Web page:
Nigel Farage will speak in Fairhope, Alabama on Monday night, in support of Alabama Senate candidate Roy Moore. The Guardian has learned that the former leader of the United Kingdom Independence Party (Ukip) will join former White House advisor Steve Bannon and Duck Dynasty TV star Phil Robertson at an election eve rally.
Donald Trump went on the attack on Twitter on Saturday morning over the latest failure of the Republican-controlled Senate to pass healthcare reform. In a series of tweets starting at 6.42am, the president attacked Senator John McCain, whom he said had “let Arizona down”; goaded wavering Republicans in an attempt to persuade them to come on board; and praised Graham-Cassidy, the current and controversial plan to repeal the Affordable Care Act (ACA).
Donald Trump gave one of his signature stream of consciousness speeches in Hunstville on Friday night as he tried to get out the vote for embattled Alabama Republican senator Luther Strange. During an address inside the Wernher Von Braun Center that lasted an hour and 20 minutes, the president called North Korean dictator Kim Jong-un “Little Rocket Man”, said NFL owners should cut players who kneel for the national anthem and returned to familiar targets like John McCain and Hillary Clinton.
Muck Rack makes it simple to find people, tweets, or articles that mention any name, keyword, company, hashtag etc. We've compiled this guide to help you make the most of your search.
Selecting a term
Start searching tweets, articles from media outlets, articles mentioned in tweets, journalists'
names, titles and bios with some suggested searches:
Companies or Topics (e.g. iPhone, Microsoft)
Phrases (e.g. "cloud computing") — use quotes to keep the terms together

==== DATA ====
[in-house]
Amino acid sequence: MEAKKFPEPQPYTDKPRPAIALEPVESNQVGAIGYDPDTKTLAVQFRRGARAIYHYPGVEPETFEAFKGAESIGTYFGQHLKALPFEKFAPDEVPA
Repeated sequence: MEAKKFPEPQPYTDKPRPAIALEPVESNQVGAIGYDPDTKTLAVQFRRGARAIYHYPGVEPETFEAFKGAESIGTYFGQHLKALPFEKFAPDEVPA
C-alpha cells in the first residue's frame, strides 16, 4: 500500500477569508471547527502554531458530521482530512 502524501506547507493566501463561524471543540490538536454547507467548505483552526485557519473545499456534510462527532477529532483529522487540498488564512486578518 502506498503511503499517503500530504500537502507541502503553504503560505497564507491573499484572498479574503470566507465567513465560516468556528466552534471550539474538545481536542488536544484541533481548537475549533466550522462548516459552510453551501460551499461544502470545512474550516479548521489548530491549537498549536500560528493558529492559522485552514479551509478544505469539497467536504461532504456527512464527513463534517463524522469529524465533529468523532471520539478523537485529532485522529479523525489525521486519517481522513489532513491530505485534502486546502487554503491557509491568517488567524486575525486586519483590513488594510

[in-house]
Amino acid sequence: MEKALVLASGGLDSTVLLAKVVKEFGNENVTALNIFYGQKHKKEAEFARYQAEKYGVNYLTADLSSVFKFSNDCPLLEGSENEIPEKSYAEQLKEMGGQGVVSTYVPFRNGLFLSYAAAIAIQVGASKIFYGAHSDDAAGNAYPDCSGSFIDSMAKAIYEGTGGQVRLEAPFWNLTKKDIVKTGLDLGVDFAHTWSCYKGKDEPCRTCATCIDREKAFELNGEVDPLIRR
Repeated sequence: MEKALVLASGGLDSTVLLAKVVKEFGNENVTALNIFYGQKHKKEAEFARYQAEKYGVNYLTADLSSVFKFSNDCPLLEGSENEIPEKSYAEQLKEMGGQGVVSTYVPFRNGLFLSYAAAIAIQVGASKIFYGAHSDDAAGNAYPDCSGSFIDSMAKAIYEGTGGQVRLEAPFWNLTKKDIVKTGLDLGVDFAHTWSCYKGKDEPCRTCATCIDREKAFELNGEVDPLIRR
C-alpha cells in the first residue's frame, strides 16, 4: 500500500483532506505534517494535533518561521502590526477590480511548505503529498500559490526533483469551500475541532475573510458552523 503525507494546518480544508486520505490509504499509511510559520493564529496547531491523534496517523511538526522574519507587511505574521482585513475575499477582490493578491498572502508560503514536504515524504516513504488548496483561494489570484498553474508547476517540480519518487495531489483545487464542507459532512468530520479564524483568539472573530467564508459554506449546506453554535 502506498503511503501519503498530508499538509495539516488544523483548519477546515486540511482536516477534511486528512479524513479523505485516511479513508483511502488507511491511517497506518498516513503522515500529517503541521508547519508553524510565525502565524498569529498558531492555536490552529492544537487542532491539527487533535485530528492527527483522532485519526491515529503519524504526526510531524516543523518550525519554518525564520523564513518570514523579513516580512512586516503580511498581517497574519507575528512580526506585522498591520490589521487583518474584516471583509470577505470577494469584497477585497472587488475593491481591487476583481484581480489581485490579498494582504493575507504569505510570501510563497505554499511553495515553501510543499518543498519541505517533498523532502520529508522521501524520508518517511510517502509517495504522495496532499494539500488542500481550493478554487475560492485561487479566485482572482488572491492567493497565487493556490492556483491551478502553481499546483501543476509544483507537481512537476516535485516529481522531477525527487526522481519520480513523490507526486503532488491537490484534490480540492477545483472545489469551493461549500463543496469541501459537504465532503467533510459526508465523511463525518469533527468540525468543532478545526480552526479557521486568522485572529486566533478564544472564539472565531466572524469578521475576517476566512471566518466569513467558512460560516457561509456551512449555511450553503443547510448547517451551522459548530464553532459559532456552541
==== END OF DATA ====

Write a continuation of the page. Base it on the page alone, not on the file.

Twitter handles (e.g. @username) — returns those who have mentioned or replied to
Names (e.g. "David Pogue")
Hashtags (e.g. #sxsw, #london2012)
Bio details (e.g. vegan, Olympics, father)
Muck Rack's Advanced Search allows for many boolean operators.
Find results that mention multiple specified terms, use AND or
+. For example, ensure each result contains both Elon Musk and Mark Zuckerberg by
searching Obama AND Romney or Obama + Romney.
Use the operators OR or , to broaden your search when you'd like either of
multiple terms to appear in results. (This is the default behavior of our search when no operators
are used.) For example, search for democrat OR republican to find results that refer to
Democrats and/or Republicans.
Use NOT or - to subtract results from your search. For
example, searching Disney will yield results about the Walt Disney Company as well as Walt Disney
World Resort. To exclude mentions of Disney World, search for Disney -World or Disney
When using one of these operators with a phrase, enclose it in quotation marks. For example, you can
find results about smartphones excluding Apple's iPhone 4S by searching smartphone -"iPhone
Exact case matching or punctuation
If you're searching for a brand name or keyword that relies on specific punctuation marks or capitalization, you can
find results that match your exact query by adding matchcase: before the keyword you're searching for, like matchcase:E*TRADE .
Use parentheses to separate multiple
boolean phrases. For example, to find journalists talking about having fun in Disney World or
Disneyland, search for ("disney world" OR disneyland) AND fun.
An asterisk can be used to search for any variation of a root word truncated by the asterisk. For example, searching for admin* will return results for administrator, administration, administer, administered, etc.
A near operator is an AND operator where you can control the distance between the words. You can vary the distance the near operation uses by adding a forward slash and number (between 0-99) such as strawberries NEAR/10 "whipped cream", which means the strawberries must exist within 10 words of "whipped cream".